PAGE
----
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October 26, 2010

How’s the Market In: Sunnyside


Sunnyside is a relatively quiet residential neighborhood lined with single-family houses. It sits just north of City College (check out this map for the area) and is in close proximity to Hwy 280 and downtown Glen Park. The area is popular with first-time home buyers seeking starter homes, as well as long-time residents who appreciate the close-knit community feel. (The most recent high-profile project was the renovation of the Sunnyside Conservatory on Monterey.)

Monterey Boulevard is the dividing line between the north and south portions of Sunnyside. There’s a Safeway on Monterey between Foerster and Gennessee, as well as some restaurants and services. In general, the north part of Sunnyside commands the highest property prices, particularly for homes on blocks that are only a few blocks away from the Glen Park BART station. Property values tend to fall a bit on the south end, especially the closer you get to 280.

A total of 35 houses have sold this year in Sunnyside, at an average of $682,722. This is the norm for the area, as an average of 45 homes per year have sold since 2007. There are currently a dozen houses, four TICs and two condos on the market. The houses range in price from $480,000 for a 2BR/1BA, 995-sq foot short sale home, to $899,000 for a 3BR/2BA, 1700-square foot home on Joost at Congo that’s been sitting for the past 245 days.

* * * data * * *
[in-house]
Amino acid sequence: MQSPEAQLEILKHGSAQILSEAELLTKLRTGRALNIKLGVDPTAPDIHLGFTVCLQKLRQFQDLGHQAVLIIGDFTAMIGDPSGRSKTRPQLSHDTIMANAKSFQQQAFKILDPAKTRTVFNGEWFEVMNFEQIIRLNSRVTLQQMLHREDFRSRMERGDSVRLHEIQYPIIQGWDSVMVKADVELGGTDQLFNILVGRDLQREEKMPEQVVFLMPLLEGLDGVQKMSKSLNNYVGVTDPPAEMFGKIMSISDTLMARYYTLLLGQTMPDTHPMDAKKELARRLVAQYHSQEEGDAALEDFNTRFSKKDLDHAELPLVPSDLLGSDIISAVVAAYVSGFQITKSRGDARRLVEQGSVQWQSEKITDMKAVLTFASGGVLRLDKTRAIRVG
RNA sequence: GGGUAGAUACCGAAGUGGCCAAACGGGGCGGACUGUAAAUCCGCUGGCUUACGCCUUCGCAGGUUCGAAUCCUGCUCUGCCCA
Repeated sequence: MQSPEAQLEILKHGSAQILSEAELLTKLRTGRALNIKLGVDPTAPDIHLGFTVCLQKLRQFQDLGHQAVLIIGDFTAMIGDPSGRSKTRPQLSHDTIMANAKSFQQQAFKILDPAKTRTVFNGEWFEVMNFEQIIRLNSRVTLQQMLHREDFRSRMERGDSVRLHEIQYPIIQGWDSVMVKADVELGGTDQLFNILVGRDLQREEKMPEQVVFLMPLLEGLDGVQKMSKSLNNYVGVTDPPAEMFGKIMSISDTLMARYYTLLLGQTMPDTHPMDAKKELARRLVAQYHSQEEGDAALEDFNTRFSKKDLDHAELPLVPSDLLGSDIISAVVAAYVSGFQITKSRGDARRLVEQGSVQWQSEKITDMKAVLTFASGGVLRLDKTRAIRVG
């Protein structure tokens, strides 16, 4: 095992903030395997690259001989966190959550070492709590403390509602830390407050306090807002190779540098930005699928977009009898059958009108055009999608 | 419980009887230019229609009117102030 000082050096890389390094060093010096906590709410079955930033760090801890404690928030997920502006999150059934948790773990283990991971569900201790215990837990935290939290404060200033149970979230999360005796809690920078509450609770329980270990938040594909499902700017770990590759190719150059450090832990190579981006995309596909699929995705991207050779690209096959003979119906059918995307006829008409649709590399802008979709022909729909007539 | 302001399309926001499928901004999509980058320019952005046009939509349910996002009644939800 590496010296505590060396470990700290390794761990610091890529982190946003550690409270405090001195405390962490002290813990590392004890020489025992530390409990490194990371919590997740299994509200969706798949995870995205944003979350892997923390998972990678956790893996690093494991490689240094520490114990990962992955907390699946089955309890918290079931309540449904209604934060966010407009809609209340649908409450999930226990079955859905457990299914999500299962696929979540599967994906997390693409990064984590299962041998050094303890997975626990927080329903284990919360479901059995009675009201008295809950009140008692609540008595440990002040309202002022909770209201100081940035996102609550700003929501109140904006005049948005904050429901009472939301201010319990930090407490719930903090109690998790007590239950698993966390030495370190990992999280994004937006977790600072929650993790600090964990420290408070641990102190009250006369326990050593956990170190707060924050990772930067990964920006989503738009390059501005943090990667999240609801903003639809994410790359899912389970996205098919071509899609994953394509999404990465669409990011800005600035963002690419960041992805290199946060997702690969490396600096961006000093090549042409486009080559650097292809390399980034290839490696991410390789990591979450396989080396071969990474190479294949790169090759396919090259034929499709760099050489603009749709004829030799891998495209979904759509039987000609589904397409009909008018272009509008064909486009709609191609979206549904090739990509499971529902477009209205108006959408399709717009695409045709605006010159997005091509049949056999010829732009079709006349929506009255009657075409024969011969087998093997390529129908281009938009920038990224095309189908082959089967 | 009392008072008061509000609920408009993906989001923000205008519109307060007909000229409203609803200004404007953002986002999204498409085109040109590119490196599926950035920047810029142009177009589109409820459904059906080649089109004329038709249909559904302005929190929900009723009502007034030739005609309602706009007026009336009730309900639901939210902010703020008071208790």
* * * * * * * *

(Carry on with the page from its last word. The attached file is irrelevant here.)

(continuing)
Sunnyside is the go-to ‘hood for buyers who have been priced out of Noe Valley, Glen Park and even Bernal Heights. You tend to get more for your money in Sunnyside; additionally, the other three neighborhoods don’t have much inventory at all in the popular $600,000-$800,000 price range, let alone for single-family homes. My pick these days is at 459 Joost (above photo), which is a 2BR/1BA, 1120-sq foot home with panoramic views, a brick courtyard entry, and in walking distance to downtown Glen Park. Listed at $649,000, the home seems like a very fair deal.

The short sale/foreclosure wave hasn’t spared Sunnyside; the neighborhood has had its fair share of such sales over the past two years. But again, the number of homes sold this year appears to be on track. Fourteen homes were withdrawn or expired from the market this year, eight of which had been listed at more than $700,000. I think Sunnyside will continue to hold its own, as San Francisco simply never has enough inventory to meet first-time home buyers’ needs.

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